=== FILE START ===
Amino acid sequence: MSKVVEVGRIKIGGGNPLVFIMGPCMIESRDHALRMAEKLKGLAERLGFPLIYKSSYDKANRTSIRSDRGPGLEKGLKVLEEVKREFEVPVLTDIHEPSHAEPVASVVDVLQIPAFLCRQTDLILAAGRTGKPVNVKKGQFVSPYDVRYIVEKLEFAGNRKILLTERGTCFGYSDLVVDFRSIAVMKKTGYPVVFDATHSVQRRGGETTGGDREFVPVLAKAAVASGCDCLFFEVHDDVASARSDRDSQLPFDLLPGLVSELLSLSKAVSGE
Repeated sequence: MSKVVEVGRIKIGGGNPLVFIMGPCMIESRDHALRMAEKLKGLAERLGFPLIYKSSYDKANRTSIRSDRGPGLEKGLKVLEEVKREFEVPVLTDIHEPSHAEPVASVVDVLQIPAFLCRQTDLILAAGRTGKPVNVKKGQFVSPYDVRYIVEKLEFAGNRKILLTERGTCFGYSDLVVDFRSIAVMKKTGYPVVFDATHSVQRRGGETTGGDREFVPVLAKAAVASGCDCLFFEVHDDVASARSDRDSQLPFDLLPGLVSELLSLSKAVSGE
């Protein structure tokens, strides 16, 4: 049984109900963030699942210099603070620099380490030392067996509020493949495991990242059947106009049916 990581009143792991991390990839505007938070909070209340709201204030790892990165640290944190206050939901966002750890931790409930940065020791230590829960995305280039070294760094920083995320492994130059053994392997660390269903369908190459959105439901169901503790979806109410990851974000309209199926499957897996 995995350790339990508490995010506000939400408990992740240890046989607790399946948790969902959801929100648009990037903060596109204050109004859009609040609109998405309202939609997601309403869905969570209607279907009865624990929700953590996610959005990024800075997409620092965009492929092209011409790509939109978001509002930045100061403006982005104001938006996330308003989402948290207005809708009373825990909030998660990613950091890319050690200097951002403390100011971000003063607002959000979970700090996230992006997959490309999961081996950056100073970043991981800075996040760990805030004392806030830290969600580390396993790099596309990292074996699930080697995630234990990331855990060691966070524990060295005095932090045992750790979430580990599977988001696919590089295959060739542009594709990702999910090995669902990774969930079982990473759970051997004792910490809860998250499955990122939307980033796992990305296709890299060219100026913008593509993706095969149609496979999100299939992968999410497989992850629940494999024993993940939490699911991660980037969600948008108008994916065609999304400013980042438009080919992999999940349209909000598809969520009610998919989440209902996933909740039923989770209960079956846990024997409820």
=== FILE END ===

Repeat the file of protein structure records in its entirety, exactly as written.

Amino acid sequence: MSKVVEVGRIKIGGGNPLVFIMGPCMIESRDHALRMAEKLKGLAERLGFPLIYKSSYDKANRTSIRSDRGPGLEKGLKVLEEVKREFEVPVLTDIHEPSHAEPVASVVDVLQIPAFLCRQTDLILAAGRTGKPVNVKKGQFVSPYDVRYIVEKLEFAGNRKILLTERGTCFGYSDLVVDFRSIAVMKKTGYPVVFDATHSVQRRGGETTGGDREFVPVLAKAAVASGCDCLFFEVHDDVASARSDRDSQLPFDLLPGLVSELLSLSKAVSGE
Repeated sequence: MSKVVEVGRIKIGGGNPLVFIMGPCMIESRDHALRMAEKLKGLAERLGFPLIYKSSYDKANRTSIRSDRGPGLEKGLKVLEEVKREFEVPVLTDIHEPSHAEPVASVVDVLQIPAFLCRQTDLILAAGRTGKPVNVKKGQFVSPYDVRYIVEKLEFAGNRKILLTERGTCFGYSDLVVDFRSIAVMKKTGYPVVFDATHSVQRRGGETTGGDREFVPVLAKAAVASGCDCLFFEVHDDVASARSDRDSQLPFDLLPGLVSELLSLSKAVSGE
């Protein structure tokens, strides 16, 4: 049984109900963030699942210099603070620099380490030392067996509020493949495991990242059947106009049916 990581009143792991991390990839505007938070909070209340709201204030790892990165640290944190206050939901966002750890931790409930940065020791230590829960995305280039070294760094920083995320492994130059053994392997660390269903369908190459959105439901169901503790979806109410990851974000309209199926499957897996 995995350790339990508490995010506000939400408990992740240890046989607790399946948790969902959801929100648009990037903060596109204050109004859009609040609109998405309202939609997601309403869905969570209607279907009865624990929700953590996610959005990024800075997409620092965009492929092209011409790509939109978001509002930045100061403006982005104001938006996330308003989402948290207005809708009373825990909030998660990613950091890319050690200097951002403390100011971000003063607002959000979970700090996230992006997959490309999961081996950056100073970043991981800075996040760990805030004392806030830290969600580390396993790099596309990292074996699930080697995630234990990331855990060691966070524990060295005095932090045992750790979430580990599977988001696919590089295959060739542009594709990702999910090995669902990774969930079982990473759970051997004792910490809860998250499955990122939307980033796992990305296709890299060219100026913008593509993706095969149609496979999100299939992968999410497989992850629940494999024993993940939490699911991660980037969600948008108008994916065609999304400013980042438009080919992999999940349209909000598809969520009610998919989440209902996933909740039923989770209960079956846990024997409820």